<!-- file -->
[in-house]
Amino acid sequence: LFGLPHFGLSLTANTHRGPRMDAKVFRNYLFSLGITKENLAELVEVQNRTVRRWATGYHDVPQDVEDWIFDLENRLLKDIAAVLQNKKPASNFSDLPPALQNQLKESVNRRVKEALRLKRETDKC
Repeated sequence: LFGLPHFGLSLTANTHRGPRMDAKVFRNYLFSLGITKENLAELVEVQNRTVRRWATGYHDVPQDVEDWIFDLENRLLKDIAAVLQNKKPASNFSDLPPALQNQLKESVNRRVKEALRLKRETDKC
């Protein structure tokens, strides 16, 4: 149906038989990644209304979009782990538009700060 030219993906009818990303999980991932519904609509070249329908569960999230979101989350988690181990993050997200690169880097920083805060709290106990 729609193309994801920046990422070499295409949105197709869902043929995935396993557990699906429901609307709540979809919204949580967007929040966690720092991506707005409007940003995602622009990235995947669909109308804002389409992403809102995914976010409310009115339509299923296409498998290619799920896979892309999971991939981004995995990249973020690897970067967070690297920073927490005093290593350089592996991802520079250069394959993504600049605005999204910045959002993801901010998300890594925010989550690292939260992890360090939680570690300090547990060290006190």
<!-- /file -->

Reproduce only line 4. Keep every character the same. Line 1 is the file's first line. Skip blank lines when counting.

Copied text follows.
């Protein structure tokens, strides 16, 4: 149906038989990644209304979009782990538009700060 030219993906009818990303999980991932519904609509070249329908569960999230979101989350988690181990993050997200690169880097920083805060709290106990 729609193309994801920046990422070499295409949105197709869902043929995935396993557990699906429901609307709540979809919204949580967007929040966690720092991506707005409007940003995602622009990235995947669909109308804002389409992403809102995914976010409310009115339509299923296409498998290619799920896979892309999971991939981004995995990249973020690897970067967070690297920073927490005093290593350089592996991802520079250069394959993504600049605005999204910045959002993801901010998300890594925010989550690292939260992890360090939680570690300090547990060290006190």